As a business owner, it goes without saying that your reputation is critically important. With a positive reputation in the community, your chances of more referrals, potential leads, positive reviews, and other prospects increase substantially.

With the prevalence of online reviews on well-known platforms such as Google, online reviews are seen by more potential customers than ever before. And this applies to all professions and industries, including medical practices, law firms, and even houses of worship (i.e., churches, synagogues, etc.). On top of this, research has shown that over 90 percent of people regularly or occasionally read online reviews, and 84 percent trust these online reviews.[1] So, online reviews are a valuable source of new business and must be taken seriously.

What happens when you receive a poor online review, and particularly one that appears to cross the line from a dissatisfied customer to a below-the-belt attack? Can something be done legally? The answer is not always clear, as the online review must be carefully analyzed to determine whether it may be defamatory.

What Florida Law Says About Defamation

Under Florida law, the elements of defamation are (1) the defendant published a false statement, (2) about the plaintiff, (3) to a third party, and (4) the plaintiff suffered damages as a result.[2] Notably, certain types of defamatory statements are so egregious that they are referred to as “defamation per se.” They include:

  • Statements made about a person committing a felony;
  • Statements made about a person having a disease;
  • Statements made that a person is unfit for business; and,
  • Statements asserting a woman has been unchaste.

These types of statements are considered to be so damaging that plaintiffs do not have to prove damages – they are presumed.

Importantly, opinions of facts are not defamatory. For example, if an online reviewer states that he had “a bad experience,” this would generally not be actionable. A couple of real-life examples help provide guidance.

In a 2016 case, Blake v. Ann-Marie Giustibelli, P.A., an attorney’s former client and the former client’s husband posted several, negative online reviews of the client’s former lawyer. The lawyer filed suit and won at trial. In fact, the court awarded the lawyer $350,000 for punitive damages. The client and her former husband appealed, arguing their statements were pure opinion and thus not actionable. However, the appellate court disagreed, noting that the online reviews contained verifiably false facts, including that the lawyer lied to the client regarding the attorney’s fee.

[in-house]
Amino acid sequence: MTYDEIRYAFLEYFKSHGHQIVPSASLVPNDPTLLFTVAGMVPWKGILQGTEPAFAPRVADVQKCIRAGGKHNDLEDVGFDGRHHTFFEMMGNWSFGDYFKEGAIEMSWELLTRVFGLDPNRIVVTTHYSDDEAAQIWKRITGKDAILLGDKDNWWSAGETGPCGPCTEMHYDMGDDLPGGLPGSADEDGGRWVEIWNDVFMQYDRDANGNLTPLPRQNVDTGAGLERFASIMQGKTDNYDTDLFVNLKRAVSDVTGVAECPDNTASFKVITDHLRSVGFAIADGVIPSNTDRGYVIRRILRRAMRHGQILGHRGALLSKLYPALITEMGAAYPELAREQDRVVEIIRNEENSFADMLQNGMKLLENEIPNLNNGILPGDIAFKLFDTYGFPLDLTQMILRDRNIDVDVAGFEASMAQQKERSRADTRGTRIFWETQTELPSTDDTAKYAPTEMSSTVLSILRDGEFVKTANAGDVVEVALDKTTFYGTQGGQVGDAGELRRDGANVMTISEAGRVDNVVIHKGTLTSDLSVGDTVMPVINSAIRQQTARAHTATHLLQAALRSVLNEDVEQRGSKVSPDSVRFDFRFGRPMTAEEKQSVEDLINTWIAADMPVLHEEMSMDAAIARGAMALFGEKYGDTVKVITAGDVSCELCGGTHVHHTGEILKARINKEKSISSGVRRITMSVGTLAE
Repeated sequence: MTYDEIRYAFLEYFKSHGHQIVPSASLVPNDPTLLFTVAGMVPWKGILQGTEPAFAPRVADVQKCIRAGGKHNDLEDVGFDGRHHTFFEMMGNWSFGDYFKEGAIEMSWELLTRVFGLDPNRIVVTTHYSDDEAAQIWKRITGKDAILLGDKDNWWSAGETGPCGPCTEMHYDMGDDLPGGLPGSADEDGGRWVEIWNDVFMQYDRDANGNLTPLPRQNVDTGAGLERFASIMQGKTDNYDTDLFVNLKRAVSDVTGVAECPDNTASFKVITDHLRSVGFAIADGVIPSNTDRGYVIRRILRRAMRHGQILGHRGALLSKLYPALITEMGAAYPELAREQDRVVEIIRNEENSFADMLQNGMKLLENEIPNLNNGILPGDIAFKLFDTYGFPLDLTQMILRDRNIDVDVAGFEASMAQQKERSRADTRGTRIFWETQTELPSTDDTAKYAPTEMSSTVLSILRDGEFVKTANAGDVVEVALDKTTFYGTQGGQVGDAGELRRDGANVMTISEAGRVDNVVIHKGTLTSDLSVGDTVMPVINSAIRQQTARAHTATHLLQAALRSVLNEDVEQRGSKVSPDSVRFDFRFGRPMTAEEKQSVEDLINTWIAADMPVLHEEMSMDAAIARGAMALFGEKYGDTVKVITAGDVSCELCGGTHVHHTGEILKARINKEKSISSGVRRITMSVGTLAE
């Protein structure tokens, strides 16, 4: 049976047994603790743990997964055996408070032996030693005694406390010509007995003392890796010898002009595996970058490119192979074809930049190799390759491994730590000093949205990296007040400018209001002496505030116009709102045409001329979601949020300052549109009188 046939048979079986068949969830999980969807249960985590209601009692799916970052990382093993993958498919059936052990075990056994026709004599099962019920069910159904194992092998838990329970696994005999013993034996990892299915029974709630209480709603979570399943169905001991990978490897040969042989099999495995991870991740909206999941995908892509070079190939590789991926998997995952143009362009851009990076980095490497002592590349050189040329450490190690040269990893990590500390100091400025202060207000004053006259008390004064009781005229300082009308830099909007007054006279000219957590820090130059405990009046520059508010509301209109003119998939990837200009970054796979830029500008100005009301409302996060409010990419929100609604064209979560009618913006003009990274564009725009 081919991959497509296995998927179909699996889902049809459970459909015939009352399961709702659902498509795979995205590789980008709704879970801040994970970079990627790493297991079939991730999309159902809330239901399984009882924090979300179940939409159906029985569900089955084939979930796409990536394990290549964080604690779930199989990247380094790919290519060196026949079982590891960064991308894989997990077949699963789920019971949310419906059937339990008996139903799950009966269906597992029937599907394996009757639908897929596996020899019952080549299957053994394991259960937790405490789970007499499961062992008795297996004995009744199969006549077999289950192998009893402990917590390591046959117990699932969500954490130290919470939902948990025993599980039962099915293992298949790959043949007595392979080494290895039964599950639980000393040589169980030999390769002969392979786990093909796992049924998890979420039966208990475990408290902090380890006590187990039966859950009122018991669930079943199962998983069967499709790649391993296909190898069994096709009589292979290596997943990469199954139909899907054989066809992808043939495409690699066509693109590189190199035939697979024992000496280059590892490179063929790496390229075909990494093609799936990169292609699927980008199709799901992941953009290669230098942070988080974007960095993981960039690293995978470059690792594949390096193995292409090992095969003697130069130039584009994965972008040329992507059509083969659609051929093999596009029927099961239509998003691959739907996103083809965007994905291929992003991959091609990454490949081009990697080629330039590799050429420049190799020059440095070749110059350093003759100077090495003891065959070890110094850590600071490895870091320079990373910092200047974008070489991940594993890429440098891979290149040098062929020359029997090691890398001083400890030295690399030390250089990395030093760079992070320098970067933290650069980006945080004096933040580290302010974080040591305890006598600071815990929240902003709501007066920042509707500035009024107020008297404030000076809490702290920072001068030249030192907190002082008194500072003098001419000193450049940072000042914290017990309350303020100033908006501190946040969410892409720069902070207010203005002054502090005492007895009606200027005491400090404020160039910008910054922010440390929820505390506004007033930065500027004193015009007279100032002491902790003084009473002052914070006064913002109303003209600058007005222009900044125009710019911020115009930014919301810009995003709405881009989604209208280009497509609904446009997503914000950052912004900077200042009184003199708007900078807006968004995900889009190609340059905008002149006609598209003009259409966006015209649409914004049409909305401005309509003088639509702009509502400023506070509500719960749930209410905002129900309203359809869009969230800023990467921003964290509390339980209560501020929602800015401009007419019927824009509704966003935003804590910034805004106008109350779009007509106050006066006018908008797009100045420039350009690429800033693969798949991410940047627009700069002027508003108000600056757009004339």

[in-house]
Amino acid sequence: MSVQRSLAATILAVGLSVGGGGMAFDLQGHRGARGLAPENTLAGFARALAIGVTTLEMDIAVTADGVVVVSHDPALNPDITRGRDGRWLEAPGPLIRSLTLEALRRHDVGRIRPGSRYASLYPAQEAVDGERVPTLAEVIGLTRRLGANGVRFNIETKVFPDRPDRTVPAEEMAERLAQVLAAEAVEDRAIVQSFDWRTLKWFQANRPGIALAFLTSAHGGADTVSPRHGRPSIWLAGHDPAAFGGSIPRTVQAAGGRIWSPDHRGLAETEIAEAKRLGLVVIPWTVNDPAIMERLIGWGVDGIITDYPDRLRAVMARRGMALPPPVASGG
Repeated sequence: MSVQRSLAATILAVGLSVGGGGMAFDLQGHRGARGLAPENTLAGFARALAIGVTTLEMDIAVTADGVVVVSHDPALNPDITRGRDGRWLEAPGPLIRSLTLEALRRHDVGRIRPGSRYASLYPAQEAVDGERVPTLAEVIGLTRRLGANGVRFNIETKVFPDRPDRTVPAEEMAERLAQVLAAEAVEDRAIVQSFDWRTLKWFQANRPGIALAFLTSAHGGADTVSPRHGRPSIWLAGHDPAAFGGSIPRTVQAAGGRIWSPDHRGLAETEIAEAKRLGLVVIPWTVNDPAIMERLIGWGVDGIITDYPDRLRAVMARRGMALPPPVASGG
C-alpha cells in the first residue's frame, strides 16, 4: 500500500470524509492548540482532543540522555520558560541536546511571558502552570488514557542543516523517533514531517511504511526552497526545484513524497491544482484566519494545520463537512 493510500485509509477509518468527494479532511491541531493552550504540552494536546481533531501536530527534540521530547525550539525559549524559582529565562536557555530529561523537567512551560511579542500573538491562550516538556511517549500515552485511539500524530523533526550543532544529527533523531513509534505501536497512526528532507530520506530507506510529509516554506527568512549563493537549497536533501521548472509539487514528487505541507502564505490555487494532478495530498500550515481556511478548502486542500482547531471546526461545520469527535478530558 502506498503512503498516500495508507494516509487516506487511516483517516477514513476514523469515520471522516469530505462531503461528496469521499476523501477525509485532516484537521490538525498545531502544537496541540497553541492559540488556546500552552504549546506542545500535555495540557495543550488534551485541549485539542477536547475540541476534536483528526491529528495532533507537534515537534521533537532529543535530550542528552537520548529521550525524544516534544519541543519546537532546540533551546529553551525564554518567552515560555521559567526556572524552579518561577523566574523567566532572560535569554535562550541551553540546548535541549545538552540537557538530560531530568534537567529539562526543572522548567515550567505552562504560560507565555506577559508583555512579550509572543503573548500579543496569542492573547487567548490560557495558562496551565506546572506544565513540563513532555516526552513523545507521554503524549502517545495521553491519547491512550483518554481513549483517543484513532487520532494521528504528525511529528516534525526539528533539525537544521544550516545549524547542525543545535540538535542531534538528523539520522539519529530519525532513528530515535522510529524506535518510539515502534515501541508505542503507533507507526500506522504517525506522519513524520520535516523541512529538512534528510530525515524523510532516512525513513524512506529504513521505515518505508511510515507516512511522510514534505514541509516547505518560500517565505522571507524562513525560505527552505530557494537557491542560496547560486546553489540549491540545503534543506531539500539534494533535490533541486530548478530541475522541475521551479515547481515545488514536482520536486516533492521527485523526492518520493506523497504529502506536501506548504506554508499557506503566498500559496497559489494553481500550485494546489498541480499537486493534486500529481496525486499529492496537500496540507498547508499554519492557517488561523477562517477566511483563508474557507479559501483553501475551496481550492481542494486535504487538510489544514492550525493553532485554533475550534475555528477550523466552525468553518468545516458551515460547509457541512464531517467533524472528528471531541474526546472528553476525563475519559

Recently, I was retained to represent a business that received multiple, negative online reviews. The reviews were patently false and despicable and fell into the defamation per se category. I filed a lawsuit and also sought an immediate court hearing to stop the online reviewer from posting further defamatory reviews. Thankfully, the lawsuit prompted early settlement discussions and the case was brought to a close. But most importantly, the online reviewer agreed to remove his defamatory online reviews.

What Can You Do To Protect Your Business From Poor Reviews?

Well, what do you do when you receive a poor online review? The first step is to take immediate action. This is because the online review is not going anywhere. The longer the online review sits, the more likely it will be seen by prospective customers. Nonetheless, the review, of course, may not be defamatory and so the best response may be to address the reviewer and his complaints directly. There are a number of online resources that help business owners on how to handle poor online reviews.

But if the review crosses the line and appears to be defamatory, or if you not sure whether the online review is defamatory or not, contact a lawyer who handles defamation cases to help determine whether the online review is defamatory. If the review is defamatory, most lawyers will initially send a cease and desist letter, which is a letter requesting the defamatory review be removed without litigation. If the cease and desist letter is not effective, then litigation is likely the only remaining option.

If you received a negative online review and are concerned the review may be defamatory, call today for your free case evaluation. It would be my pleasure to speak with you about your legal options and help pick the best course of action.

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[2] When defamation is spoken, it is called slander. When defamation is in writing (such as online reviews) it is called libel.